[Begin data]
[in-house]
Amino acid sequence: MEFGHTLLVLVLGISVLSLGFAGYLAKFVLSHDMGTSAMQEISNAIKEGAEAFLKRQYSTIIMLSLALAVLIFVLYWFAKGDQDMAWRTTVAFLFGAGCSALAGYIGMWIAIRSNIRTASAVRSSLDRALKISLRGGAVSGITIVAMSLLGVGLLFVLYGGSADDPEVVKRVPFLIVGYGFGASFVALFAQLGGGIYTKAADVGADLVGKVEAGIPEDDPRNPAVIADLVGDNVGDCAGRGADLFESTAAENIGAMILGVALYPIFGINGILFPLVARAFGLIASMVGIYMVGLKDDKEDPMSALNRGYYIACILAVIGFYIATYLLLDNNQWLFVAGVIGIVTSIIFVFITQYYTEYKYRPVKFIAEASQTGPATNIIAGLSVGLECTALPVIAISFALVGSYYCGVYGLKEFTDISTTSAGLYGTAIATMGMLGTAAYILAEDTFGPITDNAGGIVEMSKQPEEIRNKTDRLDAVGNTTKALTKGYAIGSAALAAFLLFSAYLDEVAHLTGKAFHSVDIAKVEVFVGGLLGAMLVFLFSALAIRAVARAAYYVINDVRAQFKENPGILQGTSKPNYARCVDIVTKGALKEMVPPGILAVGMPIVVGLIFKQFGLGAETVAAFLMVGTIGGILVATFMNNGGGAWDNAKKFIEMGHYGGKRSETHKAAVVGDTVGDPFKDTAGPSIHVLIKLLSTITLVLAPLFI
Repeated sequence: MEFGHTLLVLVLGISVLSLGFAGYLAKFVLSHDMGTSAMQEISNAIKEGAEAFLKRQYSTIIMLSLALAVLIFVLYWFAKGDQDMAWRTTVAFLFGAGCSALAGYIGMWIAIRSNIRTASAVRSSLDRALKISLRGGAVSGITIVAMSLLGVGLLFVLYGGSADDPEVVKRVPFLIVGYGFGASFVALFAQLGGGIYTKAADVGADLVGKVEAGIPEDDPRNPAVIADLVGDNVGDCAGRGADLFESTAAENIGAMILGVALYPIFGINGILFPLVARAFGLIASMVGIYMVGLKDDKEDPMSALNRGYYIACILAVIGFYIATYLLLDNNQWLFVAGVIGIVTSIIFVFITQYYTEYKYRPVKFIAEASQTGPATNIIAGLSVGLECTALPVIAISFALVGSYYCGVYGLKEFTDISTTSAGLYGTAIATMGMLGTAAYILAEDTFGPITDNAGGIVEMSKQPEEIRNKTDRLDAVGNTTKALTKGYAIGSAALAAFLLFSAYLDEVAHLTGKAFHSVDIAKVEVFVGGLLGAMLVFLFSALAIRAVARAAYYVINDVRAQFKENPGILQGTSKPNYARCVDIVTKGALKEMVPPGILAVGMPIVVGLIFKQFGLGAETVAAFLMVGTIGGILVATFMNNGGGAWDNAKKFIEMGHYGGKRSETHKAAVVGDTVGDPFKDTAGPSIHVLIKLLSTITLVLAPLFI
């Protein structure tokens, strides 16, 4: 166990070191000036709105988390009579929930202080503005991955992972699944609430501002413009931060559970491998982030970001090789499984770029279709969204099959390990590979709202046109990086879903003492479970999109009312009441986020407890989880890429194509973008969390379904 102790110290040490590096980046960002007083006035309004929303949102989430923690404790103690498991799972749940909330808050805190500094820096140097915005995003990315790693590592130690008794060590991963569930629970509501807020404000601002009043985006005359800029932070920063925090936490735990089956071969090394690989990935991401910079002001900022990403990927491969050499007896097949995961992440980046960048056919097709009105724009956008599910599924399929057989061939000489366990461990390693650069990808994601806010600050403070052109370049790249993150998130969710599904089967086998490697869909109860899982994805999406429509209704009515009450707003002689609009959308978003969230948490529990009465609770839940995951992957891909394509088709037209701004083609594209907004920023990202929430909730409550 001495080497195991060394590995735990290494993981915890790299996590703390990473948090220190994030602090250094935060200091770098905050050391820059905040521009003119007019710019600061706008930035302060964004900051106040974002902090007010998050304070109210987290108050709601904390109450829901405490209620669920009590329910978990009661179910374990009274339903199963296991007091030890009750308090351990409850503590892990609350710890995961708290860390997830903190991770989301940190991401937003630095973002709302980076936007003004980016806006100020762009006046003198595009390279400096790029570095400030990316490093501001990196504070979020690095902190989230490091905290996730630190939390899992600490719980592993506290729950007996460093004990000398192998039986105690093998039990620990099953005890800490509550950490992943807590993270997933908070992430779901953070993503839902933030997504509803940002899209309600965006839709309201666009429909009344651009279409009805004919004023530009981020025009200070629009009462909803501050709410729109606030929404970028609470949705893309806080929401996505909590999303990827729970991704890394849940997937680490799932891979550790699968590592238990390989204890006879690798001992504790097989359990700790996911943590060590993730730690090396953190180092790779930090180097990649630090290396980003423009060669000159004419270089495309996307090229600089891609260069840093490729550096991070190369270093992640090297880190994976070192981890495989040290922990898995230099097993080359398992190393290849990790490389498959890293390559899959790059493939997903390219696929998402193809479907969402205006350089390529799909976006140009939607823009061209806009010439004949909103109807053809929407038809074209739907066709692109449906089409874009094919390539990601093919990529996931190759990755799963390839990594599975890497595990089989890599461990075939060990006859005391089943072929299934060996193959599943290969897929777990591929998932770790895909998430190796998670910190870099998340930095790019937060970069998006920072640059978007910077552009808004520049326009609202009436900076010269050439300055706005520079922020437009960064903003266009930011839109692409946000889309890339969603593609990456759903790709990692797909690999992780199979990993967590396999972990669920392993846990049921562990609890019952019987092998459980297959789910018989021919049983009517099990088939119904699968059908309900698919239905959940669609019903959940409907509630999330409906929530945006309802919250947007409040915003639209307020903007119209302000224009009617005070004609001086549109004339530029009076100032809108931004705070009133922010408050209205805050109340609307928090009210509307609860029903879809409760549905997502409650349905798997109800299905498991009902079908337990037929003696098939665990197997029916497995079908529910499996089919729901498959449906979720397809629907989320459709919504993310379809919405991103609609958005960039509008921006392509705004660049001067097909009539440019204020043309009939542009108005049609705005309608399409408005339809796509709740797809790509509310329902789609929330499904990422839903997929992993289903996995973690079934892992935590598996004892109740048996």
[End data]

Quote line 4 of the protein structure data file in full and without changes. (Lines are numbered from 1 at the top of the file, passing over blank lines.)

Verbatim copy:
């Protein structure tokens, strides 16, 4: 166990070191000036709105988390009579929930202080503005991955992972699944609430501002413009931060559970491998982030970001090789499984770029279709969204099959390990590979709202046109990086879903003492479970999109009312009441986020407890989880890429194509973008969390379904 102790110290040490590096980046960002007083006035309004929303949102989430923690404790103690498991799972749940909330808050805190500094820096140097915005995003990315790693590592130690008794060590991963569930629970509501807020404000601002009043985006005359800029932070920063925090936490735990089956071969090394690989990935991401910079002001900022990403990927491969050499007896097949995961992440980046960048056919097709009105724009956008599910599924399929057989061939000489366990461990390693650069990808994601806010600050403070052109370049790249993150998130969710599904089967086998490697869909109860899982994805999406429509209704009515009450707003002689609009959308978003969230948490529990009465609770839940995951992957891909394509088709037209701004083609594209907004920023990202929430909730409550 001495080497195991060394590995735990290494993981915890790299996590703390990473948090220190994030602090250094935060200091770098905050050391820059905040521009003119007019710019600061706008930035302060964004900051106040974002902090007010998050304070109210987290108050709601904390109450829901405490209620669920009590329910978990009661179910374990009274339903199963296991007091030890009750308090351990409850503590892990609350710890995961708290860390997830903190991770989301940190991401937003630095973002709302980076936007003004980016806006100020762009006046003198595009390279400096790029570095400030990316490093501001990196504070979020690095902190989230490091905290996730630190939390899992600490719980592993506290729950007996460093004990000398192998039986105690093998039990620990099953005890800490509550950490992943807590993270997933908070992430779901953070993503839902933030997504509803940002899209309600965006839709309201666009429909009344651009279409009805004919004023530009981020025009200070629009009462909803501050709410729109606030929404970028609470949705893309806080929401996505909590999303990827729970991704890394849940997937680490799932891979550790699968590592238990390989204890006879690798001992504790097989359990700790996911943590060590993730730690090396953190180092790779930090180097990649630090290396980003423009060669000159004419270089495309996307090229600089891609260069840093490729550096991070190369270093992640090297880190994976070192981890495989040290922990898995230099097993080359398992190393290849990790490389498959890293390559899959790059493939997903390219696929998402193809479907969402205006350089390529799909976006140009939607823009061209806009010439004949909103109807053809929407038809074209739907066709692109449906089409874009094919390539990601093919990529996931190759990755799963390839990594599975890497595990089989890599461990075939060990006859005391089943072929299934060996193959599943290969897929777990591929998932770790895909998430190796998670910190870099998340930095790019937060970069998006920072640059978007910077552009808004520049326009609202009436900076010269050439300055706005520079922020437009960064903003266009930011839109692409946000889309890339969603593609990456759903790709990692797909690999992780199979990993967590396999972990669920392993846990049921562990609890019952019987092998459980297959789910018989021919049983009517099990088939119904699968059908309900698919239905959940669609019903959940409907509630999330409906929530945006309802919250947007409040915003639209307020903007119209302000224009009617005070004609001086549109004339530029009076100032809108931004705070009133922010408050209205805050109340609307928090009210509307609860029903879809409760549905997502409650349905798997109800299905498991009902079908337990037929003696098939665990197997029916497995079908529910499996089919729901498959449906979720397809629907989320459709919504993310379809919405991103609609958005960039509008921006392509705004660049001067097909009539440019204020043309009939542009108005049609705005309608399409408005339809796509709740797809790509509310329902789609929330499904990422839903997929992993289903996995973690079934892992935590598996004892109740048996």